Tim Horton was born in Cochrane, Ontario on January 12, 1930. He was signed by the Toronto Maple Leafs in 1949 and performed as one of the steadiest defencemen on the blueline throughout his 22 years in the National Hockey League. He played in 1,446 regular season games, scoring 115 goals and 403 assists for a total of 518 points.
He played 17 full seasons and 3 partial seasons for the Toronto Maple Leafs. He served a short stint with the New York Rangers before being traded to the Pittsburgh Penguins. His final years in hockey were with the Buffalo Sabres, where he played a major role in developing the team's younger players. Tim Horton played on four Stanley Cup teams, was an All-Star player six times, and was honoured in 1969 with the J.P. Bickell Memorial Cup in recognition of his outstanding service to the Toronto Maple Leafs Hockey Club. George Armstrong says of Tim, "No finer person, teammate or hockey player ever lived." In Bobby Hull's words, "Few players brought more dedication or honour to the game. He was my idea of a pro."
One of the most heartfelt tributes came from Punch Imlach, then of the Buffalo Sabres. Tim played for Imlach in Toronto during the glory years of the 1960's, and when Buffalo had a chance to pick him up, Imlach didn't hesitate. "I know he was the backbone of our team in Buffalo", said Imlach. "(His death) was a terrible loss, not only to his family and the team, but to the game of hockey."
Gordie Howe has called Tim Horton hockey's strongest man. In a fight, Horton was known to edge into the melee and "grab a couple" of players to help keep the peace. But despite his legendary strength, he was not a proponent of violence on the ice. Some claim Tim invented the slap shot, and he could always be counted on to get the puck out of his own end of the ice with his "heads up" skating style.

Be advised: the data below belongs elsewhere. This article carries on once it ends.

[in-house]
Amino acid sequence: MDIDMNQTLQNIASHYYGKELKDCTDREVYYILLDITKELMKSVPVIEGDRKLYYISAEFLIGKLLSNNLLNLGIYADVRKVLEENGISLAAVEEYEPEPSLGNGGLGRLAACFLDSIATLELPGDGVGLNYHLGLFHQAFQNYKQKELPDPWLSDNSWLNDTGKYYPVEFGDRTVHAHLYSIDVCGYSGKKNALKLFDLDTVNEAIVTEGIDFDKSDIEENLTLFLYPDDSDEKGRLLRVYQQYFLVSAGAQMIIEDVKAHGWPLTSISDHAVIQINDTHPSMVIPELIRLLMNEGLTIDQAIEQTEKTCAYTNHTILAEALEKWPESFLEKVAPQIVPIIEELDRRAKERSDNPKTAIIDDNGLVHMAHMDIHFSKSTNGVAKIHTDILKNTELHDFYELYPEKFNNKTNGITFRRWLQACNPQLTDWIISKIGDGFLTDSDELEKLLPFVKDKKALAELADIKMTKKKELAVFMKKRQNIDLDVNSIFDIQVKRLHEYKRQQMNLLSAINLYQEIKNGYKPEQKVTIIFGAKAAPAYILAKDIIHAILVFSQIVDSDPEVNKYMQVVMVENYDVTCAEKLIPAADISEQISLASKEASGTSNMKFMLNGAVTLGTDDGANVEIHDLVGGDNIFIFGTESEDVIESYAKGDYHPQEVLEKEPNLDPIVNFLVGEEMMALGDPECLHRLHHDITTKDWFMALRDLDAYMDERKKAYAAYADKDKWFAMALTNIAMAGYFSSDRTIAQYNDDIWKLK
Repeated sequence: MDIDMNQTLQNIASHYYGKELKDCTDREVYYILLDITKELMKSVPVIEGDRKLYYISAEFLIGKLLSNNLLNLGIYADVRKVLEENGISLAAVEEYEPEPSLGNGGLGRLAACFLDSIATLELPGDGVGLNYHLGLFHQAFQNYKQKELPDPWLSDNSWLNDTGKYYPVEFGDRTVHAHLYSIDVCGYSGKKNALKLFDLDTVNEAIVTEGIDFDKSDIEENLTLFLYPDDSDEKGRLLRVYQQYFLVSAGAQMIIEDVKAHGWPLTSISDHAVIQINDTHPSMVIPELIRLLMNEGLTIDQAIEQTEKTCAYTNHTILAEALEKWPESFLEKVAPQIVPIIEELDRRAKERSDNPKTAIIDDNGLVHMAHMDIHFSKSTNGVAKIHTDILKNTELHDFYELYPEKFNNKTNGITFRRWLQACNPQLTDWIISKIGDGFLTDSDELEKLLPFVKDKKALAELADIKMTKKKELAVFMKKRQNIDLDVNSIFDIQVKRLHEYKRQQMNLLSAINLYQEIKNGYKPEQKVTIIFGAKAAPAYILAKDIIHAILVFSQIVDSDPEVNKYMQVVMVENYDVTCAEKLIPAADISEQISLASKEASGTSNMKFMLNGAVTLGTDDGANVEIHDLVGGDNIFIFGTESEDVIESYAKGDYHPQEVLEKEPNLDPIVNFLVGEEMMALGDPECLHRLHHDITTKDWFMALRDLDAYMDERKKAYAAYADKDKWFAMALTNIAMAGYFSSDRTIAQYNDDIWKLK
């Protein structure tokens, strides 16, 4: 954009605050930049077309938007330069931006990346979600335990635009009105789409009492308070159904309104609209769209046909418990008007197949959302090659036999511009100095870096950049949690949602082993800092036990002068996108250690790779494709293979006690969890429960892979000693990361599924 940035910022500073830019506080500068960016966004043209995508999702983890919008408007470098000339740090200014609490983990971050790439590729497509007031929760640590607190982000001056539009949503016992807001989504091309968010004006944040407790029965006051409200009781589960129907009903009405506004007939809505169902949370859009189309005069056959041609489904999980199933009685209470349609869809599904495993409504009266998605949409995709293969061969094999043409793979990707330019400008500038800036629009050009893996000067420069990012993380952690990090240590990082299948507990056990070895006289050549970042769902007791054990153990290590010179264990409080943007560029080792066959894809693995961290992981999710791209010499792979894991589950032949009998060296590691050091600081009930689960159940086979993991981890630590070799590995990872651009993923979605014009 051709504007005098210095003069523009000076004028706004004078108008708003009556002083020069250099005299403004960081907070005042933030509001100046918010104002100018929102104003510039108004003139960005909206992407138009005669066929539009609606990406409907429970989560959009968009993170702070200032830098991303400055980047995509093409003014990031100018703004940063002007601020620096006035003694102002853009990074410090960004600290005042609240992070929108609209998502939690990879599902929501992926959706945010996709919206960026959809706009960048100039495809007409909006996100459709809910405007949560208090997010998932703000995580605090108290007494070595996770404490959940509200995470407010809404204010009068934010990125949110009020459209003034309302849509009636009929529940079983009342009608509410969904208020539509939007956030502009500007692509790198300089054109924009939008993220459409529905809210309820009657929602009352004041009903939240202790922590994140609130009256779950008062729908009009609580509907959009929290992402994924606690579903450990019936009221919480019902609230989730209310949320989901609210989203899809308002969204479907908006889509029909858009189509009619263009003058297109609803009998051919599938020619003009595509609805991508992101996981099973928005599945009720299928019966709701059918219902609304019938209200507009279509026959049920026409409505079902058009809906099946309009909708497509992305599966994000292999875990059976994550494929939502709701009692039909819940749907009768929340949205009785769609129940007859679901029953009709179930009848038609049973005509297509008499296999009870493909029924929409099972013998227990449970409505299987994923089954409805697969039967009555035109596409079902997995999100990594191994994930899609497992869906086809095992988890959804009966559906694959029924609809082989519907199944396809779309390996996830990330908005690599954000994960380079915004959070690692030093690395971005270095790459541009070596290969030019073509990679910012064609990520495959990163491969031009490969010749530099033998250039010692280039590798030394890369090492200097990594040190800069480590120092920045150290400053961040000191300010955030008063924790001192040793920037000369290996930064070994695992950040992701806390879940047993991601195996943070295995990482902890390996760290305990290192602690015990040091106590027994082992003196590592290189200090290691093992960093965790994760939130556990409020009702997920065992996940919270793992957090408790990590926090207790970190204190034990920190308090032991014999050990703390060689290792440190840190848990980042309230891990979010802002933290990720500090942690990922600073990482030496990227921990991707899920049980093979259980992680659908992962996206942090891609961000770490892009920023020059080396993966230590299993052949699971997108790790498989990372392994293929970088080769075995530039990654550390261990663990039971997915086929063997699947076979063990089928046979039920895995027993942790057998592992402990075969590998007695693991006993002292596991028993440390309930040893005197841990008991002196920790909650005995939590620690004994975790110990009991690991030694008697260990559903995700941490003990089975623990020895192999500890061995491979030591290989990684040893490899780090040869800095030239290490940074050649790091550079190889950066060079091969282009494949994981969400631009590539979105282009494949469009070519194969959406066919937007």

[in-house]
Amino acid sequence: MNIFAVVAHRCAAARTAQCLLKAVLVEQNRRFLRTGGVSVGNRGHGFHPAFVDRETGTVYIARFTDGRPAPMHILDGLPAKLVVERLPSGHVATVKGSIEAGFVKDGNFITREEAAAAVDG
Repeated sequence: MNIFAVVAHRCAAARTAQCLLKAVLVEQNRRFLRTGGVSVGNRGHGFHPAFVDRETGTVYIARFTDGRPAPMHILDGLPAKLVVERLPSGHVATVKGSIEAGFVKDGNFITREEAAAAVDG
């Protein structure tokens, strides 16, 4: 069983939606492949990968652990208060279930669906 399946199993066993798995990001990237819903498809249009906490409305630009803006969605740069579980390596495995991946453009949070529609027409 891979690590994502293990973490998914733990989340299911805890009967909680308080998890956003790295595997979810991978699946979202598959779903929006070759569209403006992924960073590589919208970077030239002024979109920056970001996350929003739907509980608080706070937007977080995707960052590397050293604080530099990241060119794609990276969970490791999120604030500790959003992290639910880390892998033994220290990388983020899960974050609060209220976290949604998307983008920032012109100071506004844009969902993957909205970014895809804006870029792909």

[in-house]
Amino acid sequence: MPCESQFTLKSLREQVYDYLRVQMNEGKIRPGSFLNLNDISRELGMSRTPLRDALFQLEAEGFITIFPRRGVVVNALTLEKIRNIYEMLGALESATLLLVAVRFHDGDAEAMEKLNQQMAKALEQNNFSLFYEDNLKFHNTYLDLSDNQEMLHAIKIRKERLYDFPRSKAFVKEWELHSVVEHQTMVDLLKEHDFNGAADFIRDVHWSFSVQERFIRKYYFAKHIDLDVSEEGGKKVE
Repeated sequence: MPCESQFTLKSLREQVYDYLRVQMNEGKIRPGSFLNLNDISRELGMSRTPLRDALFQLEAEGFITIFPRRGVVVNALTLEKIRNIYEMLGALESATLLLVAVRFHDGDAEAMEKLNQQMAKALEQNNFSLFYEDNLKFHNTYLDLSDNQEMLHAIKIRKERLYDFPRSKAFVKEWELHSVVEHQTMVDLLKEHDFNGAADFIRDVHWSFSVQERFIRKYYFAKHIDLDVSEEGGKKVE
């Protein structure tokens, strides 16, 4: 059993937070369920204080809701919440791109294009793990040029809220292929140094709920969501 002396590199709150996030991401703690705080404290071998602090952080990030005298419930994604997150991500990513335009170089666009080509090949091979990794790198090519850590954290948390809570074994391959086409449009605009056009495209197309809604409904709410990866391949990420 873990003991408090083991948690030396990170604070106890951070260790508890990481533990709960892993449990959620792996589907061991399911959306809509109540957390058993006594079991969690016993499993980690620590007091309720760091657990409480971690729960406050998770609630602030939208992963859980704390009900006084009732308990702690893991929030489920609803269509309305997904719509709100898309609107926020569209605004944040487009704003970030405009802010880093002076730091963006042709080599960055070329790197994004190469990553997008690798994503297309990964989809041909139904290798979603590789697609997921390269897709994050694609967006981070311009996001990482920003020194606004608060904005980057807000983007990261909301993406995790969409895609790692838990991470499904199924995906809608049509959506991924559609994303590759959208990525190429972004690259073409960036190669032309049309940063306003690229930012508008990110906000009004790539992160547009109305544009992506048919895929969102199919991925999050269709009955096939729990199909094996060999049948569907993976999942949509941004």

Outside the rink, Tim was just as sharp. He realized that his hockey career would not last forever and sought to find a clever way to add to his hockey salary. After many summers of hustling to make an off-season living, Tim decided to try his luck in the coffee and donut business. The first Tim Hortons franchise opened in 1964 in Hamilton, Ontario. In 1967, with three restaurants in operation, Tim became full partners with former police officer and franchisee of Tim Hortons Restaurant #1, Ron Joyce. Since then, Tim's signature has become a prominent fixture in the Canadian landscape.
Sadly, Tim did not live to witness the chain's great success. He was traveling back to Buffalo from a game at Maple Leaf Gardens when he was killed in an automobile accident on February 21, 1974. The Buffalo Sabres retired his Number 2 sweater as a tribute to his memory. At the time of Tim's death, there were 40 Tim Hortons restaurants.
Tim Horton always considered his good fortune in the proper perspective. He was modestly confident about his abilities, was approachable, generous and considerate. His memory will always be held dear by family, friends, players and business associates alike.